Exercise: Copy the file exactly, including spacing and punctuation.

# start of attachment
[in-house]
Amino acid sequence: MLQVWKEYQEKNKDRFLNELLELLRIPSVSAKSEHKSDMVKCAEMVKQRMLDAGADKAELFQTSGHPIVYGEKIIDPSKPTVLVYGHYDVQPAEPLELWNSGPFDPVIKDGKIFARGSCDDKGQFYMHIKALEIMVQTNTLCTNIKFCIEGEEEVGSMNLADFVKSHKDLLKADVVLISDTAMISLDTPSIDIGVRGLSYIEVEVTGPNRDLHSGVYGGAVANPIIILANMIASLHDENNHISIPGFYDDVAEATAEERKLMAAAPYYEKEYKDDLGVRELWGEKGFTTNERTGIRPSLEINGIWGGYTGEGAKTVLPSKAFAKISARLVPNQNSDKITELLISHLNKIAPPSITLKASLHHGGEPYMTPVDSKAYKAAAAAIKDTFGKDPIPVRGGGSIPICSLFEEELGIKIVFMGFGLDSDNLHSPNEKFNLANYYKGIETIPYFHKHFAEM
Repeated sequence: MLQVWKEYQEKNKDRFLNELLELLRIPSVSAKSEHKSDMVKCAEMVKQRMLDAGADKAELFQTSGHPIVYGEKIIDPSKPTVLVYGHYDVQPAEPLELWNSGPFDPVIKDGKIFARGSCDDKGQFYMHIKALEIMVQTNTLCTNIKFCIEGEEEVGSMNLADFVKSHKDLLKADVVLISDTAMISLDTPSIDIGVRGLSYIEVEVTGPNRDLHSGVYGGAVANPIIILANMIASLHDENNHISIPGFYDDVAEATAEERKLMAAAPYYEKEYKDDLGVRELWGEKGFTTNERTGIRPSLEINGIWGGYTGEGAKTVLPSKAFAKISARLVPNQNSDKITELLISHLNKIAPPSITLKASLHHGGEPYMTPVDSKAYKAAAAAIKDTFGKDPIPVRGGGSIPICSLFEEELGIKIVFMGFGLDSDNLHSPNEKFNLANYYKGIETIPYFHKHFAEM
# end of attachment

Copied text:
[in-house]
Amino acid sequence: MLQVWKEYQEKNKDRFLNELLELLRIPSVSAKSEHKSDMVKCAEMVKQRMLDAGADKAELFQTSGHPIVYGEKIIDPSKPTVLVYGHYDVQPAEPLELWNSGPFDPVIKDGKIFARGSCDDKGQFYMHIKALEIMVQTNTLCTNIKFCIEGEEEVGSMNLADFVKSHKDLLKADVVLISDTAMISLDTPSIDIGVRGLSYIEVEVTGPNRDLHSGVYGGAVANPIIILANMIASLHDENNHISIPGFYDDVAEATAEERKLMAAAPYYEKEYKDDLGVRELWGEKGFTTNERTGIRPSLEINGIWGGYTGEGAKTVLPSKAFAKISARLVPNQNSDKITELLISHLNKIAPPSITLKASLHHGGEPYMTPVDSKAYKAAAAAIKDTFGKDPIPVRGGGSIPICSLFEEELGIKIVFMGFGLDSDNLHSPNEKFNLANYYKGIETIPYFHKHFAEM
Repeated sequence: MLQVWKEYQEKNKDRFLNELLELLRIPSVSAKSEHKSDMVKCAEMVKQRMLDAGADKAELFQTSGHPIVYGEKIIDPSKPTVLVYGHYDVQPAEPLELWNSGPFDPVIKDGKIFARGSCDDKGQFYMHIKALEIMVQTNTLCTNIKFCIEGEEEVGSMNLADFVKSHKDLLKADVVLISDTAMISLDTPSIDIGVRGLSYIEVEVTGPNRDLHSGVYGGAVANPIIILANMIASLHDENNHISIPGFYDDVAEATAEERKLMAAAPYYEKEYKDDLGVRELWGEKGFTTNERTGIRPSLEINGIWGGYTGEGAKTVLPSKAFAKISARLVPNQNSDKITELLISHLNKIAPPSITLKASLHHGGEPYMTPVDSKAYKAAAAAIKDTFGKDPIPVRGGGSIPICSLFEEELGIKIVFMGFGLDSDNLHSPNEKFNLANYYKGIETIPYFHKHFAEM